We've looked at quite a few deals in the last 4 years, and have executed on a decent number (~13). One thing I've noticed over the years is how our evaluations can differ dramatically when we think of ourselves as entrepreneurs vs. investors.

As investors, we are performance takers. We look at results that happen to us and interpret those results as feedback on the decision we made to invest, and we feed that experience forward into the investment process for the next deal. At it's core, this is buy-side PE. We learn to depend heavily on heuristics generated from observed (or perceived!) patterns in our experience. We expect to say 'no' most of the time, and develop a strong default 'no' mentality. We think about the pro forma and the future as if this business has certain truths about its recent past that need to be discovered, understood and projected forward to make a decision about whether to be on board when the future happens to this business.

As entrepreneurs, on the other hand, we are performance makers. We look for and chase opportunities until the chase is proven unworthy or lost. We interpret results as feedback on our predecessor's motivations, actions, and decisions, which may differ greatly from ours. We work to understand the dynamics that led to the observed recent past, and think carefully about how we'd project those dynamics onto a new future trajectory set under our stewardship. Once in the leadership seat, our experience constantly feeds forward on the next round of actions we can take to improve and grow the business. In making our assessments, we've developed a constructive default 'yes' mentality.

Taking each perspective in an evaluation often leads to us to opposite conclusions about whether to proceed or pass. Within the last 2 years, we've begun looking at deals first through the entrepreneur/performance maker lens. For example, I might look at financials and a set of deal facts and conclude, wow... this is a reliably profitable business in a solid market and despite no one paying attention, it's only contracting 2%/year, Yahtzee! We then take the investor perspective... declining sales? This thing is super messed up. Rotten deal. Next! Then we try to come up with a reconciled perspective before making a final decision.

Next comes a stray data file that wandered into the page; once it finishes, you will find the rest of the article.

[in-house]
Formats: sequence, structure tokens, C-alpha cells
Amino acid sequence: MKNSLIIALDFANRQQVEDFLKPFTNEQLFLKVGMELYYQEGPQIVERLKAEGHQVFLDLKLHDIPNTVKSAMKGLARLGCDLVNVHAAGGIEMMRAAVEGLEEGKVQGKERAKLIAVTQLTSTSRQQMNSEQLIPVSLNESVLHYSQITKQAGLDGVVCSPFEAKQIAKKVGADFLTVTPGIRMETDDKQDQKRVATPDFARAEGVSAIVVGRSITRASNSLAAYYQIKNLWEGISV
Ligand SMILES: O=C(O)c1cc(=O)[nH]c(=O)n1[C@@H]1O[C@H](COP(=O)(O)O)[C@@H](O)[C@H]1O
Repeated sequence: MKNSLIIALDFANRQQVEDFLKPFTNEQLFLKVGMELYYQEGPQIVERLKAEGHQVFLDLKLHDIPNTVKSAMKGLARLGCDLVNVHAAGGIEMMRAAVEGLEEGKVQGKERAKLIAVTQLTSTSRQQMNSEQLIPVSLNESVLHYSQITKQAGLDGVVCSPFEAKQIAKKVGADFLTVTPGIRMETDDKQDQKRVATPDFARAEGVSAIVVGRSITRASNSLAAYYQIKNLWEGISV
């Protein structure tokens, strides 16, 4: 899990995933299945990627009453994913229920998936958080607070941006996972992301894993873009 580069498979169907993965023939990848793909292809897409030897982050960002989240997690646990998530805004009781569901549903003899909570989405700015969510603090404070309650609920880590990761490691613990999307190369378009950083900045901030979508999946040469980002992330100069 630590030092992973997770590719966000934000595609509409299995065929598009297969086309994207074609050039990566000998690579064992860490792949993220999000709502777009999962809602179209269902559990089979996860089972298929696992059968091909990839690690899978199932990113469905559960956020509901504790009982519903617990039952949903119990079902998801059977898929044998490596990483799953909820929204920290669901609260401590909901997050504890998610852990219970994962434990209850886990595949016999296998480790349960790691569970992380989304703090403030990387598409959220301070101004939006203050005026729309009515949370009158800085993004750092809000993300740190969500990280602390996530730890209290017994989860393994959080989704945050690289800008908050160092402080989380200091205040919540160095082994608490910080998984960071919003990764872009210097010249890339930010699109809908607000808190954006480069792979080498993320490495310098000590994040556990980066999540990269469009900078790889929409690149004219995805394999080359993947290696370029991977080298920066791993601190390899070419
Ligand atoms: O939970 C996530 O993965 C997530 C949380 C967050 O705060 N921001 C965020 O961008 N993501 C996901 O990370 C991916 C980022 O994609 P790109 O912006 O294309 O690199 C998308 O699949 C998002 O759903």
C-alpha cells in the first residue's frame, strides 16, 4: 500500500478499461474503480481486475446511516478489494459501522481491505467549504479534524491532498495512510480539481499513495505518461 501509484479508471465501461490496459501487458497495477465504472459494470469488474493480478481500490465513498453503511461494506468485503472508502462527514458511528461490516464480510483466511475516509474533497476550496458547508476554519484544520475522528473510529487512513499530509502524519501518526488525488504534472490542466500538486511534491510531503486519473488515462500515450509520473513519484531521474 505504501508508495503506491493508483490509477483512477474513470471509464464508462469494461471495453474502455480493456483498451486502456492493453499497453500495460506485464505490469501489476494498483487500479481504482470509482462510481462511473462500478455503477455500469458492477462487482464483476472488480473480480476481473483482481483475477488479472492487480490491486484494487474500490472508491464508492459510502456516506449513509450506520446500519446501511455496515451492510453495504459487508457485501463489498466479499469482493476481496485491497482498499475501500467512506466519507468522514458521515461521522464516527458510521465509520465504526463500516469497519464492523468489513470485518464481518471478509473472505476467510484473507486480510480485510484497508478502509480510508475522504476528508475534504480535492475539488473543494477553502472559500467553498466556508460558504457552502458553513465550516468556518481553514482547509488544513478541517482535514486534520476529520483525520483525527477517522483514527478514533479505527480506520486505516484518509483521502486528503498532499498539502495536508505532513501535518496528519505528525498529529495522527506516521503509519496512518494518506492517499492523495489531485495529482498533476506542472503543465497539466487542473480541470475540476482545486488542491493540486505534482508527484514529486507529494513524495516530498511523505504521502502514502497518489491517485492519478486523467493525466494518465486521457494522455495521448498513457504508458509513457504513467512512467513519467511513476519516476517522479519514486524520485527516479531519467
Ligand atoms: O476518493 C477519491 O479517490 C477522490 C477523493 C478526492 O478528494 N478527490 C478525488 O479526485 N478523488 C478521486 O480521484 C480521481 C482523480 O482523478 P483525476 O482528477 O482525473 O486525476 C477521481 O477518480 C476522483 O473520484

Becoming self-aware of and more purposeful about the priors we bring to each evaluation has been incredibly helpful. Once aware I carry both of these perspectives, it's easy to see how my mood, recent events, and what content I've been consuming most recently can influence my default lens, By forcing myself through both lenses, our decision process has become about investigating and negotiating the discrepancies between two conflicting perspectives. Only then can we build a well-grounded pro forma perspective that inserts ourselves as owner-operator, and honestly assesses if the decision ought to be (a) we're doing it now, (b) we're doing it never, or (c) we'll look again later.

Getting better at the entrepreneurial evaluation lens is where I've come the farthest. In my opinion that lens holds the most promise for searchers to compete successfully against professional investors. That's the one we try to do first. It's the most fun and educational, and if we simply can't get ourselves to yes on that, then we get to move on and avoid those dead ends in the future. If we did the performance taker evaluation first and use that to DQ before considering the yes case, we'd be selling our entrepreneur selves short, and constraining our addressable market to deals where only performance takers play. Those are not the people we want to put ourselves into competition with. They have more money, more experience, and a better track record than us. There's lots of them and only one of us. We've been able to do deals the No people can't or won't do because of the creativity and freedom created in our Yes case. Most importantly, we've been able to get ourselves into the virtuous cycle of actual performance making, where, unless you are Warren Buffet, the real value is created.

Hope this is helpful to anyone out there looking at deals. Happy searching!


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